Within a matter of months they were swimming down the Tauherinikau River together, ticking one another’s mental check lists of what they were looking for in a partner, which included, among other things, a love of tramping and walking. It was the moment the couple fondly refer to as the “Tauherinikau River test”.

Phyll moved to Martinborough in 1987 and began making Chardonnay and Riesling, while Clive looked after the reds. They worked together to build the brand, with Phyll driving Ata Rangi’s marketing. “When we look back at our lives, we have to say that was a pretty amazing time,” says Clive. Ata Rangi was New Zealand’s 90th winery, “now we’ve got this huge $2 billion industry and there are so many things the industry has achieved”, he says. “Such as the Family of 12, which has been one of the greatest things to be part of.” Meeting and developing close relationships with others in that collective of wineries spread across New Zealand, “made us feel part of something much bigger than ourselves”, he adds.

They both attribute much of their success to the now famous Abel clone of Pinot Noir and the region’s growing conditions. “Martinborough is dry, hot and windy in spring and summer followed by warm, long autumns with typically low rainfall, despite this year’s unseasonally high rainfall. It works,” says Clive.

Self-described as a mad tree planter, Clive purchased a 121-hectare block at Tuhitarata, 18 kilometres south of Martinborough, in 2002. He’d discovered the land, nestled into the Aorangi Forest Park, when asked by a real estate agent to evaluate the suitability for grapes of a gravel terrace in front of it. Clive wanted a place he and Phyll could go to for a break. “It’s very good living and working in a village, in terms of being able to sell wine, but you’re in demand all the time. I needed a place where I could plant trees too; it was in my bones, and we needed somewhere to get away.”

Native plantings are a passion at Bush Block, but eucalypts are also integral, because he sees them as the best answer to replace the chemically treated pine posts that currently dominate New Zealand’s vineyards. “Other than a love of planting trees, the post issue is an area that I thought needed addressing. In general as an industry we are not thinking 50 years or 100 years ahead and sustainable trees are the best resources to use, which include such trees as eucalypts.”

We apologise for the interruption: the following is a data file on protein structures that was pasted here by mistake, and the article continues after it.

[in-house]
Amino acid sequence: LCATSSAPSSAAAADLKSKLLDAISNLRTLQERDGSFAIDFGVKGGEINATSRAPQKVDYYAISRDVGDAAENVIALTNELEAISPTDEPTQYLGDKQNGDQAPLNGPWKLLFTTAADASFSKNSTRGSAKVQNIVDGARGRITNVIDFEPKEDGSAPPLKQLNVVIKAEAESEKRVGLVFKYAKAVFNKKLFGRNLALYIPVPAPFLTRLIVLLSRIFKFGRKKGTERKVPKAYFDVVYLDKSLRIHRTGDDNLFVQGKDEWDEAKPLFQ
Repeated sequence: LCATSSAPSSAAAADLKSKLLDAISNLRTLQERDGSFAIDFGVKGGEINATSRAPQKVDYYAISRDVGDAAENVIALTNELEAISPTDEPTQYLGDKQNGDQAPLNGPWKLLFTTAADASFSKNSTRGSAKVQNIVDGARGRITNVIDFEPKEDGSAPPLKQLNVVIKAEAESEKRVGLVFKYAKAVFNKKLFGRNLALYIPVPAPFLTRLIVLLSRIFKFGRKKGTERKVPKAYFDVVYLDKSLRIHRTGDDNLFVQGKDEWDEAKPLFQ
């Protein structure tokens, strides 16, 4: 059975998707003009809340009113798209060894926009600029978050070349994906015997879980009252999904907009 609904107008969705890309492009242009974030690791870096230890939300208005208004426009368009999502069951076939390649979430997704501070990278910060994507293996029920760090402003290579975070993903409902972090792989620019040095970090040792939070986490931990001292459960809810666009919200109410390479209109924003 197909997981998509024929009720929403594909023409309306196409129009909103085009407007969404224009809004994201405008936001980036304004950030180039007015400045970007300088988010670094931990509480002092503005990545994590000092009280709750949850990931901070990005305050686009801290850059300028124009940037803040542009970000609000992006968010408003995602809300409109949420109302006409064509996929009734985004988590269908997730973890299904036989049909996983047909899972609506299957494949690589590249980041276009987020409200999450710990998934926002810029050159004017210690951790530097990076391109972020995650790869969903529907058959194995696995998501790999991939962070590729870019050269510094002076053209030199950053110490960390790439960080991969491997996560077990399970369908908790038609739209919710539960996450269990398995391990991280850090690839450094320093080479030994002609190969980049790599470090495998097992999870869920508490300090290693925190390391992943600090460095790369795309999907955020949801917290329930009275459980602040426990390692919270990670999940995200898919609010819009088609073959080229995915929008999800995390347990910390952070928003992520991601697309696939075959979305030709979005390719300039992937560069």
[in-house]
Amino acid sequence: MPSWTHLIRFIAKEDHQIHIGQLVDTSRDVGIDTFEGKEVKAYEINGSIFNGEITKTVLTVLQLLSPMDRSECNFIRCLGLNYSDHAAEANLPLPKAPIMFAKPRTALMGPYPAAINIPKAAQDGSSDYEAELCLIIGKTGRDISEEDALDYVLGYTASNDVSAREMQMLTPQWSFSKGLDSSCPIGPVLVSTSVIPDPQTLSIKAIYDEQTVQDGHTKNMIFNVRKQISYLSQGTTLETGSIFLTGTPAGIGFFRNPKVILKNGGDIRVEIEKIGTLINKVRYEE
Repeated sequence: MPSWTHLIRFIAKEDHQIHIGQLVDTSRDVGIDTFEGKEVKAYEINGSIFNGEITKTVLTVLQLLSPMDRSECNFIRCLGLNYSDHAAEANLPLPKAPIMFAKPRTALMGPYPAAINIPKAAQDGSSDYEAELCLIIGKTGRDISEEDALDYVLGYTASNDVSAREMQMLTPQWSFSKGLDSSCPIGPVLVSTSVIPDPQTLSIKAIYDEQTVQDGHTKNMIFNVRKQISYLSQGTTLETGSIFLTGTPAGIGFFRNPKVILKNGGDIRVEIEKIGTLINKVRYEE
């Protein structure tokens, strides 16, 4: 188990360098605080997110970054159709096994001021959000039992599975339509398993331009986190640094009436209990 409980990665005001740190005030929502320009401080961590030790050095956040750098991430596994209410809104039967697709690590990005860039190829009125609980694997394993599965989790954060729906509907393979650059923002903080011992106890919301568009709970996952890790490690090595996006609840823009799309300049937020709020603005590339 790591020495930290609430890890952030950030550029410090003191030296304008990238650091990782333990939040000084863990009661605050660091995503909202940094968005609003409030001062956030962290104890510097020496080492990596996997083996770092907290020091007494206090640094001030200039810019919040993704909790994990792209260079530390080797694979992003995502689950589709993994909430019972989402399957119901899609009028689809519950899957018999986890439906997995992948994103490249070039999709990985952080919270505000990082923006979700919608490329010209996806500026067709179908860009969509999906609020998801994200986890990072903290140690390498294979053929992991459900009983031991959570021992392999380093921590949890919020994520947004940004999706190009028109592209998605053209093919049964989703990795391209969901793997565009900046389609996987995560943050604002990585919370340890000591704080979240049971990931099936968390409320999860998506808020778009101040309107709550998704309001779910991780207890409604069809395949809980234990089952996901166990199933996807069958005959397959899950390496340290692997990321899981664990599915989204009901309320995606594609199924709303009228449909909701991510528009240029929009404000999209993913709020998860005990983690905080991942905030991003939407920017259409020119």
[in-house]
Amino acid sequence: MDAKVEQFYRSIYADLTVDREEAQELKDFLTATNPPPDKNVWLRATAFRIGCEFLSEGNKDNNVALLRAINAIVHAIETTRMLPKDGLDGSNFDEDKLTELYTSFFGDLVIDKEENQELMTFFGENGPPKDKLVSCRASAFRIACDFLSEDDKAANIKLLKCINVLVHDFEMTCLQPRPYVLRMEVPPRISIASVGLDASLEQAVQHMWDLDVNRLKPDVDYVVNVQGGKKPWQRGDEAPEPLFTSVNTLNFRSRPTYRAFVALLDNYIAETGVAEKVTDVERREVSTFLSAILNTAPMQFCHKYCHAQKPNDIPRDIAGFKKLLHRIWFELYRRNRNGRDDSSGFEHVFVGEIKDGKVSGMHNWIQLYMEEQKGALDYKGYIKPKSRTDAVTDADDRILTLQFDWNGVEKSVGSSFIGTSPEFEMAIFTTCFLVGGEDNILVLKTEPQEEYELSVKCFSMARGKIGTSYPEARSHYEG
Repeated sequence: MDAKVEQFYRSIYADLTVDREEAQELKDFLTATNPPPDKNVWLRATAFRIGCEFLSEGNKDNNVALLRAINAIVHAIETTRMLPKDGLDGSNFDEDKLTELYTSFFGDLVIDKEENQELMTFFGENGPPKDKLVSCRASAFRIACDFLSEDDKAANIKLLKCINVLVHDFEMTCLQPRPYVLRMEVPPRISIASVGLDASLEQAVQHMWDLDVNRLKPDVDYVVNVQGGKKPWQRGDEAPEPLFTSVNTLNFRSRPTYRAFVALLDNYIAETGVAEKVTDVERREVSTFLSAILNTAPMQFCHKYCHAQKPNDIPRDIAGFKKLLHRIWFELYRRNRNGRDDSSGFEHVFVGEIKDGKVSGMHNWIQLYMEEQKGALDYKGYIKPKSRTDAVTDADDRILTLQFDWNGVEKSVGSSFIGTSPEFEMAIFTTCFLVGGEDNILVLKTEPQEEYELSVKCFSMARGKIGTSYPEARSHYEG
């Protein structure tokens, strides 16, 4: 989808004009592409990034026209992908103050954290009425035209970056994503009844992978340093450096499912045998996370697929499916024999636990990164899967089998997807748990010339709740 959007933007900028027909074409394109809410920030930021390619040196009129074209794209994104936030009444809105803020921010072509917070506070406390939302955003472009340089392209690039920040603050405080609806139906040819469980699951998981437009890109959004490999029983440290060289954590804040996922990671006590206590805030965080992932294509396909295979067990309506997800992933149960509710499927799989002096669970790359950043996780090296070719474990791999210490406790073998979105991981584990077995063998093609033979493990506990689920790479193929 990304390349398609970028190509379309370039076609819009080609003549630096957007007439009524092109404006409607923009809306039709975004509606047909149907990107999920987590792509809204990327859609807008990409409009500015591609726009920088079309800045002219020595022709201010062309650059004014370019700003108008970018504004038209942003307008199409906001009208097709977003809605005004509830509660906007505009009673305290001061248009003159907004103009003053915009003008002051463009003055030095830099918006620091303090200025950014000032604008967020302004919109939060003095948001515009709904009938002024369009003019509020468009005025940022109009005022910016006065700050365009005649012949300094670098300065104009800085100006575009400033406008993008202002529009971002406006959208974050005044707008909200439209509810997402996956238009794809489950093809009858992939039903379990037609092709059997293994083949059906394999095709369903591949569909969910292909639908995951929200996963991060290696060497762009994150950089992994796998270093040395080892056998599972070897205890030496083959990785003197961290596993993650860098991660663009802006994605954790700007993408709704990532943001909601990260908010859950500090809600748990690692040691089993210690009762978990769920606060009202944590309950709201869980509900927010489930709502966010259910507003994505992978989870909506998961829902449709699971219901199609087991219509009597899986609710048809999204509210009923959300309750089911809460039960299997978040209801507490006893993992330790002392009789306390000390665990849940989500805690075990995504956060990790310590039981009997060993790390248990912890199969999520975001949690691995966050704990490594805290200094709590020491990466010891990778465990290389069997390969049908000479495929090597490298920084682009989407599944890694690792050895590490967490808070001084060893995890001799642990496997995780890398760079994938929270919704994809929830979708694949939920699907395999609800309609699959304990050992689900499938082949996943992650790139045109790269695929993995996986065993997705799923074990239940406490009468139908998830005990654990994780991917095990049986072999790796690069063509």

The couple’s succession of good choices has led to a long string of accolades. These include Clive being made an Officer of the New Zealand Order of Merit in the Queen’s Birthday Honours 2012. He was also awarded the inaugural Tipuranga Teitei o Aotearoa, or Grand Cru of New Zealand, in recognition of the long term consistency of Ata Rangi Pinot Noir. And Ata Rangi Pinot Noir has been the three times winner (1995, 1996 and 2001) of the Bouchard Finlayson Trophy for Champion Pinot Noir at the International Wine and Spirit Competition in London.

The environment is close to his heart, and Clive also won a Wellington Region Conservation Award for his outstanding contribution to conservation; the Supreme Award at the Ballance Farm Environment Awards; the Innovation Award at the Habitat Improvement; and the 2006 Hills Harvest Award for soil and water management.

He notes that budburst and harvest dates have moved forward, and that shift is likely to continue. “If I was starting again, I’d probably go to Waitaki, if I wanted to focus on Pinot,” says Clive. But there’s still
a future for it in the Wairarapa: “We have later ripening varieties that are going to help us through, if it comes down to getting too hot for Pinot.” They are also offered some protection by the east coast “which doesn’t give us the heat of a continental climate, thankfully”.

One of Clive’s earliest environmental influencers was his grandfather, who planted trees like there was ‘no tomorrow’ on the family farm in the Waikato. Meanwhile Clive’s father planted the wine seed, having been stationed in Italy during World War II. “I remember that we sometimes had wine on the dinner table when we were growing up. I can remember a bottle of Moscato and you can taste the grape in that wine. It made a lasting impression.”

This was first published in New Zealand Winegrower magazine issue 136 and is republished with permission.